HDT Robotics of Fredericksburg, Va., responded to a JIEDDO announcement that was searching for ways to counter pressure-plate explosives in Afghanistan. The company responded with a mini-flail that will churn the soil and detonate IEDs before troops step on them.

The nature of the conflict and the rugged terrain has forced soldiers and marines to go on more foot patrols. Improvised explosive devices — as they were in Iraq — remain the number-one killer of U.S. forces. The Taliban has resorted to using rudimentary but deadly homemade mines made from hard to detect materials such as wood. The nation is also littered with leftover mines from past conflicts.

The tele-operated Protector Mini-Flail weighs about 1,000 pounds but can be broken down into four pieces so it can be hauled in the back of a Humvee or taken apart in the field and carried over difficult obstacles, said Tom Van Doren, HDT chief operating officer.

Flails attached in front of armored anti-mine vehicles have been around for several decades. The rotating chains in front of the robot are basically the same technology “but it’s much much smaller,” he said.

“It’s designed to survive an anti-personnel mine, but anything bigger than that, you’re going to trash the vehicle,” he said on the sidelines of the Association of the United States Army annual convention. It can run for 30 hours on JP-8 fuel and is about 36 inches wide, he said.

JIEDDO has ordered 10 robots that it will test at Yuma Proving Grounds, Ariz., in early 2012. It will send them to Afghanistan shortly thereafter, Van Doren said.

The price point is one of the most important features since a robot may be destroyed if it sets off a large anti-tank mine. Each unit will cost about $70,000. That is less than other military ground robots, he noted.


-- bth: note the lack of cameras, radios or control systems.

Wednesday, October 12, 2011

Nato success against Taliban in Afghanistan 'may be exaggerated' | World news | The Guardian

Nato success against Taliban in Afghanistan 'may be exaggerated' | World news | The Guardian

...

In one example, a story in USA Today in March 2011 quoted US military figures as saying that "raids have taken out 900 Taliban leaders" between July 2010 and March 2011. According to the new report, however, the press release accounts for 215 leaders captured and 95 killed, with 180 facilitators captured and 10 killed.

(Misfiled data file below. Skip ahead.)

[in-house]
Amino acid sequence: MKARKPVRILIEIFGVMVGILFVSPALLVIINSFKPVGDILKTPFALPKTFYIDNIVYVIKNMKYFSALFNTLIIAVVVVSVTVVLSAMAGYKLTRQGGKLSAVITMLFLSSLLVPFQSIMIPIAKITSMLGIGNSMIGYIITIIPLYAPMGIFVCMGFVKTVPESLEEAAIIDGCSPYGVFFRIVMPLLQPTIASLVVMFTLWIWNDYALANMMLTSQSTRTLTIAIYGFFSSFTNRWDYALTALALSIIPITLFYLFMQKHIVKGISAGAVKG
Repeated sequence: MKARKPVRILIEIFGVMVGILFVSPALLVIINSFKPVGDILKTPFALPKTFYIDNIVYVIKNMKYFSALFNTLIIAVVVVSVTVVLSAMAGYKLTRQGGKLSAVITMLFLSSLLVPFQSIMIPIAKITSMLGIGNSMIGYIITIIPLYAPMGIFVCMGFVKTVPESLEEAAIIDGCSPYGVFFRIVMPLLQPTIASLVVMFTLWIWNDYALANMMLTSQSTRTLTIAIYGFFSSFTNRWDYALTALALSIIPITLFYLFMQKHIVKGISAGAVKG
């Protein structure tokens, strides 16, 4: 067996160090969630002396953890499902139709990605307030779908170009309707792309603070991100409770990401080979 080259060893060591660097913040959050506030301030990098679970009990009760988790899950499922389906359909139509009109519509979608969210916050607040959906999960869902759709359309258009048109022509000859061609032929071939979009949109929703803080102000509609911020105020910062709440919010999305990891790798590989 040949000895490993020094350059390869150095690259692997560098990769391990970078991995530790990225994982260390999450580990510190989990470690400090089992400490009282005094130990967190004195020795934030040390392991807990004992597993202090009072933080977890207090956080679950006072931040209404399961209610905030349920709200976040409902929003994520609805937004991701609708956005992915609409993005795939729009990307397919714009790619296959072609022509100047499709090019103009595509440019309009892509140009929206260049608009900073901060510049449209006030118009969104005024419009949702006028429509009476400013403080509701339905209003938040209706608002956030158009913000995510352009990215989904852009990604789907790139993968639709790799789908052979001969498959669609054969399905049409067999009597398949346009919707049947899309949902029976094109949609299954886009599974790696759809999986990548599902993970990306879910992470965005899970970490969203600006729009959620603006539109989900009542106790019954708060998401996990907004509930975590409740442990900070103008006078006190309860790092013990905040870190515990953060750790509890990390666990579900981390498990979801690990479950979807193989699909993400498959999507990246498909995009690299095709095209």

"Even if we assume that all those described as 'leaders' and 'facilitators' in the press releases are who Isaf thought they were, that still leaves a shortfall of 400 individuals," the report said...

-- bth: worth reading in full. the war is being PR spun now with 'leaders' one of the only measurable signs of progress. So if as the article says there are 8 civilians killed or captured for every 1 intended target, I wonder what the best measure of progress actually is now? Very hard to say.

Tuesday, October 11, 2011

U.S. army orders 315 reconnaissance micro-robots | Homeland Security News Wire

U.S. army orders 315 reconnaissance micro-robots | Homeland Security News Wire

Recon Scout XT weighs 1.2lbs (540g), can be deployed in five seconds, and thrown up to 120 feet (36m); soldiers and law enforcement use the Recon Scout system to determine the layout of the enclosed spaces, identify potential IEDs, and the fix the location of friendly, indigenous, or enemy personnel

Recon Scout being deployed during training simulation // Source: virtual-strategy.com

ReconRobotics, Inc. announced last week that it has been awarded a $4.8 million contract from the U.S. Army Rapid Equipping Force for 315 Recon Scout XT micro-robot kits and an equal number of SearchStickTM devices. The SearchStick enables soldiers to convert any Recon Scout Throwbot into a pole camera, which soldiers can use to see over compound walls, onto rooftops and into culverts. ReconRobotics plans to complete deliveries of these micro-robot systems by 31 October 2011.

The era of the personal robot has arrived for U.S. troops and, like the ballistic vest and night vision goggles, our Recon Scout XTs will save many lives,” said Ernest Langdon, director of Military Programs for ReconRobotics.

We are extremely proud that the U.S. military has chosen ReconRobotics to help protect our warfighters as they conduct dismounted operations in theatre.”

Recon Scout XT micro-robots are deployed at the fire-team level – that is, one robot for each four- to six-man fire team — to maximize situational awareness and stand-off distance during route- and compound-clearing operations. The company says that more than 2,000 of the company’s Recon Scout systems have been deployed by the U.S. military and international friendly forces, and by hundreds of law enforcement agencies around worldwide. Soldiers use the Recon Scout system to determine the layout of the enclosed spaces, identify potential IEDs and the fix the location of friendly, indigenous or enemy personnel.

The company’s Recon Scout XT weighs 1.2lbs (540g), can be deployed in five seconds, and thrown up to 120 feet (36m).The XT can be controlled with a single button and can be recharged in the field using standard 5590 or 2590 batteries.

-- bth: this is a good product